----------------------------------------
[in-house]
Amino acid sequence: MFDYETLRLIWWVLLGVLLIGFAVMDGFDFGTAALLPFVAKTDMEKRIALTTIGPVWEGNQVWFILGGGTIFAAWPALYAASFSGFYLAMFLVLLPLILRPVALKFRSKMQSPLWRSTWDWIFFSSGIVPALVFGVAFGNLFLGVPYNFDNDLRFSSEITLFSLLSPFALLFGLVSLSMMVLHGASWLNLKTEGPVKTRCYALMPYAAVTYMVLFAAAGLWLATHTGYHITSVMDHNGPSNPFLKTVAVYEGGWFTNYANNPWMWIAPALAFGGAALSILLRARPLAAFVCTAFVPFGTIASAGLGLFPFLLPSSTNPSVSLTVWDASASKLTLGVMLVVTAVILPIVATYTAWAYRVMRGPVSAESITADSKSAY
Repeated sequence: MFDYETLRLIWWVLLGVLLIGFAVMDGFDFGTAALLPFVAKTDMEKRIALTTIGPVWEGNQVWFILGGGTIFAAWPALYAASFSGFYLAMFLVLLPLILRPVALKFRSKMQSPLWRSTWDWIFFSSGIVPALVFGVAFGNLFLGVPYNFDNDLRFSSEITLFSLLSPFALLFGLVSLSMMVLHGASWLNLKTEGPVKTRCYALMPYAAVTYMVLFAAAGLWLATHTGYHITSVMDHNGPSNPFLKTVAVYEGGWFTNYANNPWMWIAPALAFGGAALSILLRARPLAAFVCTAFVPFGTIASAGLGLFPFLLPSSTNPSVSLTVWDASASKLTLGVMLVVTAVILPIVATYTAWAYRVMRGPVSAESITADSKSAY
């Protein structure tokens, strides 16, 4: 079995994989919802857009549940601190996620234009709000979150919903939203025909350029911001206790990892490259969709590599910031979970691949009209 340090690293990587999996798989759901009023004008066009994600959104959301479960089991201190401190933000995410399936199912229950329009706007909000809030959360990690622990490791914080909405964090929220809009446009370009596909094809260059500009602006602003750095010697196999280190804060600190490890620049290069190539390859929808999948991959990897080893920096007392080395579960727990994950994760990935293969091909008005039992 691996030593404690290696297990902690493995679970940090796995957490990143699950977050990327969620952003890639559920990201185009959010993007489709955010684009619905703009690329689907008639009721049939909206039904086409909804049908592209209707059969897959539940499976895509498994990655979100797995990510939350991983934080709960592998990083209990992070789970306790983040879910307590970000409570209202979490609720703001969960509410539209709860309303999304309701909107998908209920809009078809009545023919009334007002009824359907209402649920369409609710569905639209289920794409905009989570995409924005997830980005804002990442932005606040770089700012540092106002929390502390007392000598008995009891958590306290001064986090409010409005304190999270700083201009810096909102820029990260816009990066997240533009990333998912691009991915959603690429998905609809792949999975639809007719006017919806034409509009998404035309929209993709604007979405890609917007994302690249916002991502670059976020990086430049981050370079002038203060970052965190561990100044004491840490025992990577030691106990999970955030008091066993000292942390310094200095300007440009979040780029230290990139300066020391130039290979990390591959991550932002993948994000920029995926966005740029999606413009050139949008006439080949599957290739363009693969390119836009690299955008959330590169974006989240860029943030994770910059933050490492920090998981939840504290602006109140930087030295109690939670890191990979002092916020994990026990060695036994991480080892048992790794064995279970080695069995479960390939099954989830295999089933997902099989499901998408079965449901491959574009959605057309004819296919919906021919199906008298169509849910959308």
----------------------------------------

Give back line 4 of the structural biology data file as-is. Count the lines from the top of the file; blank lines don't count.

């Protein structure tokens, strides 16, 4: 079995994989919802857009549940601190996620234009709000979150919903939203025909350029911001206790990892490259969709590599910031979970691949009209 340090690293990587999996798989759901009023004008066009994600959104959301479960089991201190401190933000995410399936199912229950329009706007909000809030959360990690622990490791914080909405964090929220809009446009370009596909094809260059500009602006602003750095010697196999280190804060600190490890620049290069190539390859929808999948991959990897080893920096007392080395579960727990994950994760990935293969091909008005039992 691996030593404690290696297990902690493995679970940090796995957490990143699950977050990327969620952003890639559920990201185009959010993007489709955010684009619905703009690329689907008639009721049939909206039904086409909804049908592209209707059969897959539940499976895509498994990655979100797995990510939350991983934080709960592998990083209990992070789970306790983040879910307590970000409570209202979490609720703001969960509410539209709860309303999304309701909107998908209920809009078809009545023919009334007002009824359907209402649920369409609710569905639209289920794409905009989570995409924005997830980005804002990442932005606040770089700012540092106002929390502390007392000598008995009891958590306290001064986090409010409005304190999270700083201009810096909102820029990260816009990066997240533009990333998912691009991915959603690429998905609809792949999975639809007719006017919806034409509009998404035309929209993709604007979405890609917007994302690249916002991502670059976020990086430049981050370079002038203060970052965190561990100044004491840490025992990577030691106990999970955030008091066993000292942390310094200095300007440009979040780029230290990139300066020391130039290979990390591959991550932002993948994000920029995926966005740029999606413009050139949008006439080949599957290739363009693969390119836009690299955008959330590169974006989240860029943030994770910059933050490492920090998981939840504290602006109140930087030295109690939670890191990979002092916020994990026990060695036994991480080892048992790794064995279970080695069995479960390939099954989830295999089933997902099989499901998408079965449901491959574009959605057309004819296919919906021919199906008298169509849910959308």